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Random Thoughts: Donald Sterling, High School Softball, UConn and the Mets

POSTED April 30, 2014
BY Patrick Tiscia
Twitter: @PatrickTiscia

First things first: Donald Sterling is a disgusting human being.

The ugly, racist-filled tape released on Saturday was hardly an isolated incident as he has displayed this type of behavior for decades. Unfortunately, David Stern always looked the other way during his term as commissioner. Money, seemingly, always wins. Sterling paid more out-of-court settlements than Michael Jordan won titles.

New commissioner Adam Silver, on Tuesday, did all he could do considering the circumstances – banning Sterling for life and fining him the maximum $2.5 million.

But, really, other than public humiliation, did Sterling really lose?

The man is 80 years old. A lifetime ban sounds good on paper, but it’s not like he’s in his 50s with a whole career ahead of him.

In 1981, he bought the Clippers for $12.5 million. Today’s owners will undoubtedly vote to force Sterling to sell the team, a stipulation the NBA’s bylaws allow for such type of behavior. So, in the end, he will go home for the rest of his life and make over a billion dollar profit on his initial investment.

Sterling is a lost cause. At this point, I seriously doubt any of this will change him. Hopefully, the end result of this will teach others that similar acts won’t be tolerated.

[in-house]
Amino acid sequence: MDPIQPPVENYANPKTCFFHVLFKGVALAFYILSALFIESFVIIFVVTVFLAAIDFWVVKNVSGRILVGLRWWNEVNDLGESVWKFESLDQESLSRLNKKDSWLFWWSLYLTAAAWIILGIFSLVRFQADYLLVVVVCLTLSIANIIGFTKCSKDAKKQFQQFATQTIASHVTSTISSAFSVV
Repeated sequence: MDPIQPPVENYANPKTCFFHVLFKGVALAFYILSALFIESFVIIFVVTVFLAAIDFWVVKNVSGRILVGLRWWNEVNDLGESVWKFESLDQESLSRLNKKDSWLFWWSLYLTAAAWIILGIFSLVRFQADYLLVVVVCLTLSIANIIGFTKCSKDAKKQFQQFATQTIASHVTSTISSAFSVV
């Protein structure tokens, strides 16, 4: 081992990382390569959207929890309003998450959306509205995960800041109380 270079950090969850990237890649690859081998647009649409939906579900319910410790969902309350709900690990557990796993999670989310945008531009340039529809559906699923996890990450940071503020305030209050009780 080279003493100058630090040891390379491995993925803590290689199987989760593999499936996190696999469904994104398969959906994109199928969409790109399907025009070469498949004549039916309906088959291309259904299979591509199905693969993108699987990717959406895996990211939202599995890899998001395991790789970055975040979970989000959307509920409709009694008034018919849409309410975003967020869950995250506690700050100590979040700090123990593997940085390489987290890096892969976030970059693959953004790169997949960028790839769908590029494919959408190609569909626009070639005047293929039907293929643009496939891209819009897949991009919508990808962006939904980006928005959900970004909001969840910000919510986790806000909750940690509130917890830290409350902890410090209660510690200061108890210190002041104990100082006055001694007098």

We’re just about halfway through the high school softball schedule, and, as usual, the strikeout numbers are just staggering.

Per our good friends at the Rep-Am, check out the two leaders in the Naugatuck Valley League: Raeanne Geffert (Seymour) 95, and Sydney Matzko (Torrington) 94. And that includes games cut short by the mercy rule.

Somebody, please make contact.


The Oklahoma City Thunder are one bad loss away from starting the rumor that will make UConn fans sick: Will Kevin Ollie take the Thunder job if offered?

He truly would be in a unique position to choose from two once-in-a-lifetime jobs. The first, obviously, is his beloved alma mater. And two, the chance to coach a potential all-time great in Kevin Durant, a player that expressed his admiration of Ollie to ESPN at the All-Star break.

My guess is that he stays, but it’s far from set in stone.


Regarding Ryan Boatright and DeAndre Daniels, no surprise here with their respective decisions. Boatright had a great tournament, but his size, I believe, would lead to him getting undrafted. Another year at UConn, as its No. 1 option, can only help his goal to make it to the NBA.

And another year at UConn probably would not help Daniels’ stock, especially after his strong tournament performance. I see his upside in the NBA comparable to Trevor Ariza, a 6-foot-8 swingman with a decent outside shot. That is, if Daniels can avoid those confusing lulls he often went into at UConn.


Stop the season. If the regular season ended today, on April 30, the Mets would be in the playoffs. Time to start planning the march through the Canyon of Heroes.

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